Parenting today isn’t how it used to be. With high costs of living and housing, most families need a two-person income to survive— and unfortunately, more work means less time spent with the kids.
This struggle to balance work and family ultimately leads to feelings of guilt and regret.
“Social media amplifies these emotions by compelling parents to constantly compare themselves to others,” said early childhood development expert Lynn Louise Wonders.
“It’s evident that today’s working parents really struggle with feelings of guilt.”
In fact, 43% of full-time working mothers say they don’t spend enough time with their children, with 76% saying they can’t finish everything they need to do in a day. In an article for Today’s Parent, author Laura Smith Brody describes interviewing moms across subsections of society. She spoke to Fortune 500 executives, part-time workers, freelancers, moms on career pause, single parents, and more. Despite being on different walks of life, all of these women had one thing in common— they all felt the perpetual clutches of mom guilt.
To help parents deal with these ubiquitous feelings of guilt, Primrose Schools, came up with a little plan calling for working, Atlanta-area mothers to complete a parenting interview. One of the women who volunteered was mother Maria Reid.
Maria Reid, a nurse practitioner and mom of 4, is no stranger to the dreaded ‘mom guilt’.
Both she and her husband work to support their family. Maria balances work, education, and maintaining her children’s schedules but still doesn’t feel like it’s enough. “When I have to enroll them [in daycare] at 8 weeks, I feel bad,” she told USA Today.
“Even the daycare is like, ‘Are you sure you don’t want to say home with your child some more?'”
“And I wish I could, but unfortunately, I just can’t.”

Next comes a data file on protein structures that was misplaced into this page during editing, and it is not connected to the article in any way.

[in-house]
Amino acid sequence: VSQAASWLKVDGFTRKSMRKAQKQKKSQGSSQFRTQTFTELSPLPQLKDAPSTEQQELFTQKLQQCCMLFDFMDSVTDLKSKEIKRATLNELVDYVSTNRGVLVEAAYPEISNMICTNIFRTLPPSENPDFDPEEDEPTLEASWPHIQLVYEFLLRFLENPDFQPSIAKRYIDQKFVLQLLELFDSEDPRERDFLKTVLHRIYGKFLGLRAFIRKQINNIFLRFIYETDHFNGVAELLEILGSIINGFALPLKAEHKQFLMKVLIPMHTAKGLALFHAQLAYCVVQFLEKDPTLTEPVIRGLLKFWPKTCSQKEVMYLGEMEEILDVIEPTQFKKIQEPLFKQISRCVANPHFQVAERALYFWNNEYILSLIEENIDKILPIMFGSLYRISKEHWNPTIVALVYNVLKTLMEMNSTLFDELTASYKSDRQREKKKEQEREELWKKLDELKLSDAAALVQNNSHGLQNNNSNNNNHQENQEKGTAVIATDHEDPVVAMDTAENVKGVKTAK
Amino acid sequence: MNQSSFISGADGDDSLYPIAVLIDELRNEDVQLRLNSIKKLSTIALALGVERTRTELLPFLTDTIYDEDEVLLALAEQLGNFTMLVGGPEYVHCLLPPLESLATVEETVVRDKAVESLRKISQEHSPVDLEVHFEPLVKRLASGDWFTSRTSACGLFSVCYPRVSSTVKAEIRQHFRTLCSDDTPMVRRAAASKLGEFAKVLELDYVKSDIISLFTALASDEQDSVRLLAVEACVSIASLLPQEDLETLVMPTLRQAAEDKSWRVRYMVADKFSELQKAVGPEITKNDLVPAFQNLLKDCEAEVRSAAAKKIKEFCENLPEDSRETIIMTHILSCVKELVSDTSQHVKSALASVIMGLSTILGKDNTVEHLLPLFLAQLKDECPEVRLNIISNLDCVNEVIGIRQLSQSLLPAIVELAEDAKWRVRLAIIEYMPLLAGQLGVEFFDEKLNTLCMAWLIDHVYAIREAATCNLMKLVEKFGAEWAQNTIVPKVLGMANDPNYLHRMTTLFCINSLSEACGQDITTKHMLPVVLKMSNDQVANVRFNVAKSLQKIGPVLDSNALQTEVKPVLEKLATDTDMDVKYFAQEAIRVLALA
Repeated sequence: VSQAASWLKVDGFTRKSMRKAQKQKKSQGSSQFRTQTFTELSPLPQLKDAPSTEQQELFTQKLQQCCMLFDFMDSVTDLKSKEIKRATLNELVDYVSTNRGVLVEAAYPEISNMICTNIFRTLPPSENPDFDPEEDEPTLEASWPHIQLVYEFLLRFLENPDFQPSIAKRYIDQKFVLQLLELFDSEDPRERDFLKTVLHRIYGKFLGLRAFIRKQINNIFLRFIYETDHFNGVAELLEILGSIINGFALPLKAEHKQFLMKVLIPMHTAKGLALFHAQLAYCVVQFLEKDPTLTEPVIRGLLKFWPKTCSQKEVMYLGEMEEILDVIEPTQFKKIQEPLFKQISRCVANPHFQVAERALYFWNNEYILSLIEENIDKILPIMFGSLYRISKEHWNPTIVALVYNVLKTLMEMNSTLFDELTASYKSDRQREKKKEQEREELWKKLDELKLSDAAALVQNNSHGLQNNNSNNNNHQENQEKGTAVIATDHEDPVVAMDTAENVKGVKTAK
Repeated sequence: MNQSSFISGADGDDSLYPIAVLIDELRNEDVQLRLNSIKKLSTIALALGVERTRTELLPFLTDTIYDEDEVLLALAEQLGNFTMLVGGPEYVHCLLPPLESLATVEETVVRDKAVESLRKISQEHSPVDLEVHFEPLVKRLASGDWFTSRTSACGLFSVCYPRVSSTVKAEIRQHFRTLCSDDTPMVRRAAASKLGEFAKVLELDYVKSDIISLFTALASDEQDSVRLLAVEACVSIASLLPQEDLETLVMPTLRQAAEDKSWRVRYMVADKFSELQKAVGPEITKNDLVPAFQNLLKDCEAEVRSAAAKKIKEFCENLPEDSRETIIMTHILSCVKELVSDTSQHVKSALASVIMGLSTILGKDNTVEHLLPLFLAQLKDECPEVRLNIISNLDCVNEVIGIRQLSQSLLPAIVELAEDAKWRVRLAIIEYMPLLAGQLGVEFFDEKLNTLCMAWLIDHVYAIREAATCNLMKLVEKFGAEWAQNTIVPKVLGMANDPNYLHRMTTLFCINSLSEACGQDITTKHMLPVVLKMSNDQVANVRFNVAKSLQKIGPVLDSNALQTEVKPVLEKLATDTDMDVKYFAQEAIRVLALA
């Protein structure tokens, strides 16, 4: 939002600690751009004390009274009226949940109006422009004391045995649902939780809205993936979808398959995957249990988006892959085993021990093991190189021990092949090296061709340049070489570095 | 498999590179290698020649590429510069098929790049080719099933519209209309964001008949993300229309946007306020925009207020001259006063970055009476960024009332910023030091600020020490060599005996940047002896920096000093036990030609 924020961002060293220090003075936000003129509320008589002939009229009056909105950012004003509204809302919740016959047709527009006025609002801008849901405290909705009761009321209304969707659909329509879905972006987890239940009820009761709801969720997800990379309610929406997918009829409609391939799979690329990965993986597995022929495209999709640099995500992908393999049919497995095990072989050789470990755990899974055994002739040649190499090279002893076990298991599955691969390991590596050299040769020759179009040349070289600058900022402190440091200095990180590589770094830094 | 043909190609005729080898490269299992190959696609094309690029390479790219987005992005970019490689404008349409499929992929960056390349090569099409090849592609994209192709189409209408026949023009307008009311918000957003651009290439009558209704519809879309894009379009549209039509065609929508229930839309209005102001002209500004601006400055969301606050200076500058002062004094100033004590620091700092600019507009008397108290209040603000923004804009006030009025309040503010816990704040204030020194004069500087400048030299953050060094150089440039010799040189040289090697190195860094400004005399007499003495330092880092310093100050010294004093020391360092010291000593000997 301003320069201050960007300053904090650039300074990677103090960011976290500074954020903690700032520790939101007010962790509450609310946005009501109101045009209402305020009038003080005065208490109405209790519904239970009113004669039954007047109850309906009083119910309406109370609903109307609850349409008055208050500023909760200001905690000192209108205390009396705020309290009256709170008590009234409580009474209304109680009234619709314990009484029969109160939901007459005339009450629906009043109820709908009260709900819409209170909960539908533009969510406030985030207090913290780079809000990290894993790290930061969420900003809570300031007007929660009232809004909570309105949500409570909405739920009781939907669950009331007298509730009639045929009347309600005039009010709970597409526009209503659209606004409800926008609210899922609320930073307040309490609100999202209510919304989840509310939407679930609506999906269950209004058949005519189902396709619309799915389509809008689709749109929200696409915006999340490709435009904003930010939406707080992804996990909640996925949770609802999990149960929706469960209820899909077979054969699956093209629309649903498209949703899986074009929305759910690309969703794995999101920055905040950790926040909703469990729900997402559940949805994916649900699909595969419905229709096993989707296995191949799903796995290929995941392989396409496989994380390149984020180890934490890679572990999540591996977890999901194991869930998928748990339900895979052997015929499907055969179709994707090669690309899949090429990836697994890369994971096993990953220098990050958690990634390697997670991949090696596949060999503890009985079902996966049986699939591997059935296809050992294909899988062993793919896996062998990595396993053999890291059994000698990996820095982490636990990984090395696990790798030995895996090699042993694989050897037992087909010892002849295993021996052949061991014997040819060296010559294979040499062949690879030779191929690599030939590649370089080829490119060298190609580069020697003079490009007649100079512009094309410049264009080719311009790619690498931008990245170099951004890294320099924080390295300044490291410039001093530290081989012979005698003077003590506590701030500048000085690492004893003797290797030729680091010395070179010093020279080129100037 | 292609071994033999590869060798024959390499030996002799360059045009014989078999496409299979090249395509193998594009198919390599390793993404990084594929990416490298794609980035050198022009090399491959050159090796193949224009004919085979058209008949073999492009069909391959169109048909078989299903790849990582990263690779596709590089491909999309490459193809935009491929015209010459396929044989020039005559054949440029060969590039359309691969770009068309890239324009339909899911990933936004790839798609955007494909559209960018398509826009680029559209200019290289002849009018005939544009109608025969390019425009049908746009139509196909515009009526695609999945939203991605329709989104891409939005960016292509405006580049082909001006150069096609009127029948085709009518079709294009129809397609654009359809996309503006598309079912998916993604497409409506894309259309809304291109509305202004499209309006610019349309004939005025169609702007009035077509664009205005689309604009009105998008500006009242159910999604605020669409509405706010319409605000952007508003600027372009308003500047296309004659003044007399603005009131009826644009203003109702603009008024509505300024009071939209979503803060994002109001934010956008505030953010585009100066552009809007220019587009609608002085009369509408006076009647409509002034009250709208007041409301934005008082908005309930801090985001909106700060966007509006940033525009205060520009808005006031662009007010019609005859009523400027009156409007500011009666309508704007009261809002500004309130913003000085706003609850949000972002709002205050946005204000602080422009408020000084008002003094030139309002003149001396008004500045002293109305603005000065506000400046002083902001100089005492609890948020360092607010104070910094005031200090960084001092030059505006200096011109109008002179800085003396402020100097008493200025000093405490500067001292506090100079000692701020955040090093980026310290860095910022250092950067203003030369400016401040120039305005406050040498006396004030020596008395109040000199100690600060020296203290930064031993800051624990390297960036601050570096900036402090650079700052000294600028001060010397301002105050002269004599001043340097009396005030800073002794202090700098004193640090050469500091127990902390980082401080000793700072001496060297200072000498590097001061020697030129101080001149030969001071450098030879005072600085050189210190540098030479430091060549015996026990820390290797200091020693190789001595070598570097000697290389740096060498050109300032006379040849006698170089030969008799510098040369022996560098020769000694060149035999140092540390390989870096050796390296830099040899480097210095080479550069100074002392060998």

When Maria arrives at the interview, the woman asks her what it’s like to be a working mom.
“It’s hard,” Maria responds immediately. “It’s tough mentally because I want to be present for my kids 24/7.” When asked what she’d like to change about her parenting, the mother says she wishes she was more patient and slower to yell.
After chatting for a few minutes, the interviewer is ready to reveal the real reason Maria is here.
“I have a little confession to make,” the woman tells her. “I’m here to tell you a very important message, and it’s one you need to hear.”
“You are doing a great job. Not a good job— a great job.”
Then she turns the computer, so Maria’s family and friends can tell her the same.
In a video tribute, you see Maria’s relatives and friends singing the woman’s praises: “Maria is an incredible mom,” someone says in the video. “She’s the glue to our family,” her husband adds. “She does everything you could wish and ask for.”
As the hardworking mother listens to her family’s thanks, she’s overwhelmed by the message and immediately begins to cry.
“You don’t hear that too often,” she says between tears.
Little does Maria know the interviewer isn’t done yet. She still has one surprise— but you’ll have to watch the video to see! And if you have a hardworking mother in your life, don’t forget to give her a thank you.
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